In the Innovations blog of The Chronicle of Higher Education, Richard Kahlenberg asked: “In higher education, should colleges affirmatively seek to teach students empathy or is doing so inappropriate because it is unrelated to academic achievement and might be overtly political?” His question responds to a study by a team of social psychologists that suggests that empathy among college students is declining. The two aspects of empathy that the study identifies as exhibiting the greatest decline are “perspective taking” or “the ability to imagine others’ point of view,” and “empathic concern” or the “tendency to feel and respond to others’ emotions.”
I teach in the Religious Studies department and in the Divinity School at Yale, and so I am often faced with questions about how students’ desire and ability to understand one another’s diverse religious experiences impacts their learning. However, I think that the importance of empathy extends to any discipline, given that diversity in terms of economics, race, gender and ethnicity impacts learning in any classroom (note the recent press about gender bias and success in the sciences at Yale). In this post, I’d like to briefly review some strategies for cultivating empathic practices as a teacher and in one’s students.
One of the big reasons that empathy and education is a hot topic is because empathy is understood as a learned habit, something that can develop through training and practice. Sara Konrath, one of the authors of the study about declining empathy, links the practice of empathy with better learning outcomes:
“Besides the obvious social benefits, research also links empathy in students with better academic outcomes. Just as empathetic doctors and therapists have patients with better outcomes, empathetic instructors get better results from their students, even on objective measures such as multiple-choice tests.”
Two of the techniques that Konrath suggests using in the classroom to develop empathy are role-playing exercises and exposure to highly empathic role models.
I’d like to highlight three strategies that feature prominently in the YTC teaching workshops that might already implicitly serve as tools to teach empathy, or could be utilized as empathic teaching tools.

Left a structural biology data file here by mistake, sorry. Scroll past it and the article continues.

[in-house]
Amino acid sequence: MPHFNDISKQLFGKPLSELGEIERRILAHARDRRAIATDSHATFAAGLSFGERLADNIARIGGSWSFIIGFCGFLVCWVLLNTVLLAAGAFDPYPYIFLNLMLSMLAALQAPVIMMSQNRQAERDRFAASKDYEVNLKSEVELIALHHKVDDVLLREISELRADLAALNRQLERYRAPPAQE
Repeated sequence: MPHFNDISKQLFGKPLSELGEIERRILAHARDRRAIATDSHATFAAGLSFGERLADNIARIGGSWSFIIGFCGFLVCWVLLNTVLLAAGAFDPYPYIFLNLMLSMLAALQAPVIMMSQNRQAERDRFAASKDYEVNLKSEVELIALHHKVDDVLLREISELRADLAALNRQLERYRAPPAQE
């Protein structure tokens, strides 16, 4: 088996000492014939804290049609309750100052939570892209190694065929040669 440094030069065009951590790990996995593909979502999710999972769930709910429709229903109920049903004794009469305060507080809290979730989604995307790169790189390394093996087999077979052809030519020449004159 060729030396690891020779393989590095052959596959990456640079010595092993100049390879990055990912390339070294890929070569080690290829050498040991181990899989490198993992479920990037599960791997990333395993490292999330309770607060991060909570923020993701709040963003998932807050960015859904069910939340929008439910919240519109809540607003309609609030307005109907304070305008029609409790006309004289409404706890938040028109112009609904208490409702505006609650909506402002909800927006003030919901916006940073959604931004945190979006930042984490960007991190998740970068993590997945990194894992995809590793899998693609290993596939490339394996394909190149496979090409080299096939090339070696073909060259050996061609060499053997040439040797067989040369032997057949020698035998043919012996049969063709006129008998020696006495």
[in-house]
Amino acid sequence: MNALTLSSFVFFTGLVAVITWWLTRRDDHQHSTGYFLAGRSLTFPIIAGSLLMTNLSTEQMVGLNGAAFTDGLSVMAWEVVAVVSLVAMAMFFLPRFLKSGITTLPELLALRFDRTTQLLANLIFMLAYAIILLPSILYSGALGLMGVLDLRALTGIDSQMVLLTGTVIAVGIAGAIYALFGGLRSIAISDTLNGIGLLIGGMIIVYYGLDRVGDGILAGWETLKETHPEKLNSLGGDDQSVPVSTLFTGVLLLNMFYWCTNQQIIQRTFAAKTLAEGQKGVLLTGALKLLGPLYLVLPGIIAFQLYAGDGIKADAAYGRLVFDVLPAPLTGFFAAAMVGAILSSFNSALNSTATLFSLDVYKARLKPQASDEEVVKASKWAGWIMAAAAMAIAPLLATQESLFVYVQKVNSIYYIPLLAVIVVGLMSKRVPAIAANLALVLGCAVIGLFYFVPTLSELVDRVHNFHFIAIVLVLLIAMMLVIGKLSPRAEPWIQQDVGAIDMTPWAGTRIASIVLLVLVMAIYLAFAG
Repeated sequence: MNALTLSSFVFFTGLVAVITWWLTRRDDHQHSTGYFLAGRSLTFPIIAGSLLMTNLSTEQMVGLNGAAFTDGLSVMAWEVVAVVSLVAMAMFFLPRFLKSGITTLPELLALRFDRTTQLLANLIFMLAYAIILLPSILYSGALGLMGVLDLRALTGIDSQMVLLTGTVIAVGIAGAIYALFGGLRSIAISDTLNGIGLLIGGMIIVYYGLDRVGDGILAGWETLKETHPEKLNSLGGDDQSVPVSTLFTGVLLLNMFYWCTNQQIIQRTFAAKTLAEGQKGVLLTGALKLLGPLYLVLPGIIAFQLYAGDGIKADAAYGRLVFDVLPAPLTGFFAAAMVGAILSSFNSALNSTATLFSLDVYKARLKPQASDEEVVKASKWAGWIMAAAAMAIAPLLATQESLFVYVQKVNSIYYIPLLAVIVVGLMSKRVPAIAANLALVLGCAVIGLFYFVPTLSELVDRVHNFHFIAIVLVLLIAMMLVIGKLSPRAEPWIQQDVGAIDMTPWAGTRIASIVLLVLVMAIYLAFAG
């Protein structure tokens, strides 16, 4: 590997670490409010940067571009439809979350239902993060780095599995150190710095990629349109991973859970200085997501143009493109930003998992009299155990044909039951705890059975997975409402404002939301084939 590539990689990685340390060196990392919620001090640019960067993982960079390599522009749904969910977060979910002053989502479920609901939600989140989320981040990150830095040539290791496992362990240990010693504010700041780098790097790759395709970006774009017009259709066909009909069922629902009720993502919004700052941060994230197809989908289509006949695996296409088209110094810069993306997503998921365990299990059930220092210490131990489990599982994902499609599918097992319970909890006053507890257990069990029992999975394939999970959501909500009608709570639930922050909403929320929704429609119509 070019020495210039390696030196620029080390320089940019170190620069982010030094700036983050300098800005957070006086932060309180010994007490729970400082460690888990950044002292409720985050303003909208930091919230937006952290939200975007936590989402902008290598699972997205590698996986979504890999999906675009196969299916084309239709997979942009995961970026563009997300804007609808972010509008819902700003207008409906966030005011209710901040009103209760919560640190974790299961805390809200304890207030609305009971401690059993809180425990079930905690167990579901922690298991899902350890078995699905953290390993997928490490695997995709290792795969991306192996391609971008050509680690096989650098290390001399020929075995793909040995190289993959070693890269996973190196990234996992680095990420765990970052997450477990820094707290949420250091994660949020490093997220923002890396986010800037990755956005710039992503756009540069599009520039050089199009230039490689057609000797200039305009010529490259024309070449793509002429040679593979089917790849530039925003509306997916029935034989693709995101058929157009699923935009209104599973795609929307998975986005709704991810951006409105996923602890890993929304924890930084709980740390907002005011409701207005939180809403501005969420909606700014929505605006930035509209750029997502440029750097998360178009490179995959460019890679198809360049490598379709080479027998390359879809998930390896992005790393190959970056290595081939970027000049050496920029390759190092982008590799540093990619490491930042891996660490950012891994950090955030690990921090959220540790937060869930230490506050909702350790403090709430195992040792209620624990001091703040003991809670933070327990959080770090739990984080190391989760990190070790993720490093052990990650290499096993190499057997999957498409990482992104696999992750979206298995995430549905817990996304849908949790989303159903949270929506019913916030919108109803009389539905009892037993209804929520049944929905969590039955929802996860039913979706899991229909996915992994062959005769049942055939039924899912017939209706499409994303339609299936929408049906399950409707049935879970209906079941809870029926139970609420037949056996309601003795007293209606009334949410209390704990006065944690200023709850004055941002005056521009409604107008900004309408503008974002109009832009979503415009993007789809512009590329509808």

Two of these tools relate to the critical first week of the semester: the policy sheet and the student survey.
First, the policy sheet (or syllabus).
The policy sheet is meant to communicate basic information about the section, frame how the section fits into the class, and set the tone for section. The analogue for the policy sheet if you are a professor and not a TF is the syllabus. Both policy sheet and syllabus are key opportunities to communicate expectations for classroom dynamics in addition to standards for things like handing in work on time or grading rubrics. For example, you might articulate standards for discussion that foster more empathic interaction. Such as:
- Emphasize listening as a core skill in achieving disciplinary excellence.
- Define what counts as respectful, open and safe dialogue. For example, it starts with something as simple as learning the names of your classmates. It might also mean interpreting others’ arguments as charitably as possible.
- Practice asking clarifying and follow-up questions in response to others, rather than jumping to offer your own opinion or solution.
You might also consider offering a brief written rationale for why these behavioral standards matter for student learning. This rationale itself is a way of asking students to practice empathy by considering their role in impacting their classmates’ learning.
Second, the student survey.
Before or on the first day of class, or section, it is a good idea to survey your students about their prior experience with the subject, their expectations for discussion, and their reasons for enrolling in the class. This information can help you craft activities and navigate different learning preferences. A way that this tool can be utilized to cultivate awareness about the importance of empathy in the classroom is to use it to introduce students to the challenges of accommodating diverse intellectual histories, learning preferences, and motivations for taking the course.
For example, if half the class loves small-group work and the other half loathes it, how often should you assign activities that put them in small groups? Offer this conflicting data to the class and express your understanding of both preferences; follow this up with an acknowledgement of the challenge that this presents for you as the discussion facilitator and tell the students that you will attempt to make this a good learning experience for all of them but that their patience and understanding are part of the equation. In this moment, you are explicitly asking the students to practice empathy by seeing themselves and their classmates as both learners and co-teachers, and considering how they might better appreciate the learning preferences of other students.